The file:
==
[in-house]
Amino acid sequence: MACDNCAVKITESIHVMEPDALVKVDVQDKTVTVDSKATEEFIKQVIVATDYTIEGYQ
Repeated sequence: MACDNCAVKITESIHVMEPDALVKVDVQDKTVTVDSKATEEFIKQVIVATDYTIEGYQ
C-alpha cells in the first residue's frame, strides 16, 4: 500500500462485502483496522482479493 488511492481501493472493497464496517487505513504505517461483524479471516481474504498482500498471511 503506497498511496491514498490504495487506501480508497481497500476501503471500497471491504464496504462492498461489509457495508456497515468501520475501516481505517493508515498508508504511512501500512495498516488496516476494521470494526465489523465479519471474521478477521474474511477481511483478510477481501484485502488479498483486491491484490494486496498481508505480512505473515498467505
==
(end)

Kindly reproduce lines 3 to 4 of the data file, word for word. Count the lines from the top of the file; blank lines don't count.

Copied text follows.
Repeated sequence: MACDNCAVKITESIHVMEPDALVKVDVQDKTVTVDSKATEEFIKQVIVATDYTIEGYQ
C-alpha cells in the first residue's frame, strides 16, 4: 500500500462485502483496522482479493 488511492481501493472493497464496517487505513504505517461483524479471516481474504498482500498471511 503506497498511496491514498490504495487506501480508497481497500476501503471500497471491504464496504462492498461489509457495508456497515468501520475501516481505517493508515498508508504511512501500512495498516488496516476494521470494526465489523465479519471474521478477521474474511477481511483478510477481501484485502488479498483486491491484490494486496498481508505480512505473515498467505